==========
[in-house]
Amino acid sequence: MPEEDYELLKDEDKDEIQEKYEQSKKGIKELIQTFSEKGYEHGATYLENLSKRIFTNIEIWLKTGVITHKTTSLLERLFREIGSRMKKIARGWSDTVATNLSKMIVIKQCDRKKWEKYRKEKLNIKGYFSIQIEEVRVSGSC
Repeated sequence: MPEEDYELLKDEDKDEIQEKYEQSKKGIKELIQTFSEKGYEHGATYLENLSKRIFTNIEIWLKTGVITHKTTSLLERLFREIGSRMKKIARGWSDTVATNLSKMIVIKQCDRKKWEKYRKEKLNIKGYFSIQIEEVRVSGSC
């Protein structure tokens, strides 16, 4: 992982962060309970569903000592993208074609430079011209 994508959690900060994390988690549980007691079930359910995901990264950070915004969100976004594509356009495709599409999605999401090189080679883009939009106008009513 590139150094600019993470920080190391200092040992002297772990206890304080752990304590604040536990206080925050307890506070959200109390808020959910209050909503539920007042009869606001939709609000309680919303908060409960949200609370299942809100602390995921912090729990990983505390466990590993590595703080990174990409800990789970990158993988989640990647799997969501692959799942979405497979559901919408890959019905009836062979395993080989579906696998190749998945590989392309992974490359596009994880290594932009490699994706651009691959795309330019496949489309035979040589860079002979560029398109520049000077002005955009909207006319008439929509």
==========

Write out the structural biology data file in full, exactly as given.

[in-house]
Amino acid sequence: MPEEDYELLKDEDKDEIQEKYEQSKKGIKELIQTFSEKGYEHGATYLENLSKRIFTNIEIWLKTGVITHKTTSLLERLFREIGSRMKKIARGWSDTVATNLSKMIVIKQCDRKKWEKYRKEKLNIKGYFSIQIEEVRVSGSC
Repeated sequence: MPEEDYELLKDEDKDEIQEKYEQSKKGIKELIQTFSEKGYEHGATYLENLSKRIFTNIEIWLKTGVITHKTTSLLERLFREIGSRMKKIARGWSDTVATNLSKMIVIKQCDRKKWEKYRKEKLNIKGYFSIQIEEVRVSGSC
């Protein structure tokens, strides 16, 4: 992982962060309970569903000592993208074609430079011209 994508959690900060994390988690549980007691079930359910995901990264950070915004969100976004594509356009495709599409999605999401090189080679883009939009106008009513 590139150094600019993470920080190391200092040992002297772990206890304080752990304590604040536990206080925050307890506070959200109390808020959910209050909503539920007042009869606001939709609000309680919303908060409960949200609370299942809100602390995921912090729990990983505390466990590993590595703080990174990409800990789970990158993988989640990647799997969501692959799942979405497979559901919408890959019905009836062979395993080989579906696998190749998945590989392309992974490359596009994880290594932009490699994706651009691959795309330019496949489309035979040589860079002979560029398109520049000077002005955009909207006319008439929509």